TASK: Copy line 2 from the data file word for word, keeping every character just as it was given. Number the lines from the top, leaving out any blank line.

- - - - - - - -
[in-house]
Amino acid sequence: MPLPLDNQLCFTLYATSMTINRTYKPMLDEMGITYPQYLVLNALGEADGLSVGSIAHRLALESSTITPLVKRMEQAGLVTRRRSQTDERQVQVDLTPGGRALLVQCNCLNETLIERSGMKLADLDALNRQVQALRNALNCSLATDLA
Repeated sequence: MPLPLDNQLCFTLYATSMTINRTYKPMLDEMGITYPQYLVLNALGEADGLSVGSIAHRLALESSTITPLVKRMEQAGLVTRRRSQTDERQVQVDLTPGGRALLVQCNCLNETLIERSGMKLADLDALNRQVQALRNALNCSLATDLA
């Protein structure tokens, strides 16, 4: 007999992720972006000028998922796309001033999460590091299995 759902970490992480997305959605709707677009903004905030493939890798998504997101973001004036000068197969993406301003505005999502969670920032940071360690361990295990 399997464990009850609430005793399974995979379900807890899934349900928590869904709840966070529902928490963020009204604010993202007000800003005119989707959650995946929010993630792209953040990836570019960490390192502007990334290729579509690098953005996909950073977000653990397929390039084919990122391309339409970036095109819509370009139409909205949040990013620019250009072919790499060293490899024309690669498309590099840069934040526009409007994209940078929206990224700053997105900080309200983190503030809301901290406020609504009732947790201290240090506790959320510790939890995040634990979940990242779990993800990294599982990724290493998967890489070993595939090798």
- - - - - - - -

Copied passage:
Amino acid sequence: MPLPLDNQLCFTLYATSMTINRTYKPMLDEMGITYPQYLVLNALGEADGLSVGSIAHRLALESSTITPLVKRMEQAGLVTRRRSQTDERQVQVDLTPGGRALLVQCNCLNETLIERSGMKLADLDALNRQVQALRNALNCSLATDLA